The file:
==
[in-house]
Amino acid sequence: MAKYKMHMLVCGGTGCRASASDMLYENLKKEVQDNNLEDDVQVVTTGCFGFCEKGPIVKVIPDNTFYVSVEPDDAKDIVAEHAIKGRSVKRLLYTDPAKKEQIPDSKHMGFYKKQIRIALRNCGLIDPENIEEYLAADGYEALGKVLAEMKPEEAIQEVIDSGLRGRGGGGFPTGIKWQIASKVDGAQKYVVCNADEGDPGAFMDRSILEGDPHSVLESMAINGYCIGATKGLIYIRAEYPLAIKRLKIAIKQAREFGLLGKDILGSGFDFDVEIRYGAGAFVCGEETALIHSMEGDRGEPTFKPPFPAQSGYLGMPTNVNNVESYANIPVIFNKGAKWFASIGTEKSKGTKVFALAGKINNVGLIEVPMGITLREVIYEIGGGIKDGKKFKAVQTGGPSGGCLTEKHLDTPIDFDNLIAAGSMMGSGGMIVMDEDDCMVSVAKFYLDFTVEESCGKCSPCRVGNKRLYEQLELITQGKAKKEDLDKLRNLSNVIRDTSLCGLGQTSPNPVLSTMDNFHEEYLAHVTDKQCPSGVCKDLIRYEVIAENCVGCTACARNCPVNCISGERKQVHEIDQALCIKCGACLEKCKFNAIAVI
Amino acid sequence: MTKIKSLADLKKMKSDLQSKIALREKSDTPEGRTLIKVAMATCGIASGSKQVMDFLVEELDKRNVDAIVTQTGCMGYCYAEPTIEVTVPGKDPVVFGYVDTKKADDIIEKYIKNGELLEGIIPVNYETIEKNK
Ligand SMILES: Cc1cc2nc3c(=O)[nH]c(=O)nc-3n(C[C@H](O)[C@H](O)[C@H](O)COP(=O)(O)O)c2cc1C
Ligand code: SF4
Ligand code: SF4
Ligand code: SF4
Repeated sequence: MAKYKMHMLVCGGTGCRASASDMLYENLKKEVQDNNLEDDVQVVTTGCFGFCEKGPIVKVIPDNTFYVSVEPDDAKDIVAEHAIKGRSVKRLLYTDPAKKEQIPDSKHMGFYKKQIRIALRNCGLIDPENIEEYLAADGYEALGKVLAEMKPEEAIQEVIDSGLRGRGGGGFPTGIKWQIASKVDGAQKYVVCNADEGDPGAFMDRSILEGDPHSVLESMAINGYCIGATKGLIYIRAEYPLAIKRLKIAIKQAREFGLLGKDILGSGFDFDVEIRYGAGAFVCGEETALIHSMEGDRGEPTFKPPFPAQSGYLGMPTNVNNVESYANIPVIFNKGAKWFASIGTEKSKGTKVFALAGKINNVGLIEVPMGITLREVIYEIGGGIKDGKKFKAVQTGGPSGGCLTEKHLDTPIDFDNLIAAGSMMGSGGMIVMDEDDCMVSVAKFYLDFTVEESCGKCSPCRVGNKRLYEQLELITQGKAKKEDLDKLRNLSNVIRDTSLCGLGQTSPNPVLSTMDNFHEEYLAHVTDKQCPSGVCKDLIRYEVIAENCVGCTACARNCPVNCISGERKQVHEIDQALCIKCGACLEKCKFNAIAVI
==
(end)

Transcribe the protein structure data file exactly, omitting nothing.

[in-house]
Amino acid sequence: MAKYKMHMLVCGGTGCRASASDMLYENLKKEVQDNNLEDDVQVVTTGCFGFCEKGPIVKVIPDNTFYVSVEPDDAKDIVAEHAIKGRSVKRLLYTDPAKKEQIPDSKHMGFYKKQIRIALRNCGLIDPENIEEYLAADGYEALGKVLAEMKPEEAIQEVIDSGLRGRGGGGFPTGIKWQIASKVDGAQKYVVCNADEGDPGAFMDRSILEGDPHSVLESMAINGYCIGATKGLIYIRAEYPLAIKRLKIAIKQAREFGLLGKDILGSGFDFDVEIRYGAGAFVCGEETALIHSMEGDRGEPTFKPPFPAQSGYLGMPTNVNNVESYANIPVIFNKGAKWFASIGTEKSKGTKVFALAGKINNVGLIEVPMGITLREVIYEIGGGIKDGKKFKAVQTGGPSGGCLTEKHLDTPIDFDNLIAAGSMMGSGGMIVMDEDDCMVSVAKFYLDFTVEESCGKCSPCRVGNKRLYEQLELITQGKAKKEDLDKLRNLSNVIRDTSLCGLGQTSPNPVLSTMDNFHEEYLAHVTDKQCPSGVCKDLIRYEVIAENCVGCTACARNCPVNCISGERKQVHEIDQALCIKCGACLEKCKFNAIAVI
Amino acid sequence: MTKIKSLADLKKMKSDLQSKIALREKSDTPEGRTLIKVAMATCGIASGSKQVMDFLVEELDKRNVDAIVTQTGCMGYCYAEPTIEVTVPGKDPVVFGYVDTKKADDIIEKYIKNGELLEGIIPVNYETIEKNK
Ligand SMILES: Cc1cc2nc3c(=O)[nH]c(=O)nc-3n(C[C@H](O)[C@H](O)[C@H](O)COP(=O)(O)O)c2cc1C
Ligand code: SF4
Ligand code: SF4
Ligand code: SF4
Repeated sequence: MAKYKMHMLVCGGTGCRASASDMLYENLKKEVQDNNLEDDVQVVTTGCFGFCEKGPIVKVIPDNTFYVSVEPDDAKDIVAEHAIKGRSVKRLLYTDPAKKEQIPDSKHMGFYKKQIRIALRNCGLIDPENIEEYLAADGYEALGKVLAEMKPEEAIQEVIDSGLRGRGGGGFPTGIKWQIASKVDGAQKYVVCNADEGDPGAFMDRSILEGDPHSVLESMAINGYCIGATKGLIYIRAEYPLAIKRLKIAIKQAREFGLLGKDILGSGFDFDVEIRYGAGAFVCGEETALIHSMEGDRGEPTFKPPFPAQSGYLGMPTNVNNVESYANIPVIFNKGAKWFASIGTEKSKGTKVFALAGKINNVGLIEVPMGITLREVIYEIGGGIKDGKKFKAVQTGGPSGGCLTEKHLDTPIDFDNLIAAGSMMGSGGMIVMDEDDCMVSVAKFYLDFTVEESCGKCSPCRVGNKRLYEQLELITQGKAKKEDLDKLRNLSNVIRDTSLCGLGQTSPNPVLSTMDNFHEEYLAHVTDKQCPSGVCKDLIRYEVIAENCVGCTACARNCPVNCISGERKQVHEIDQALCIKCGACLEKCKFNAIAVI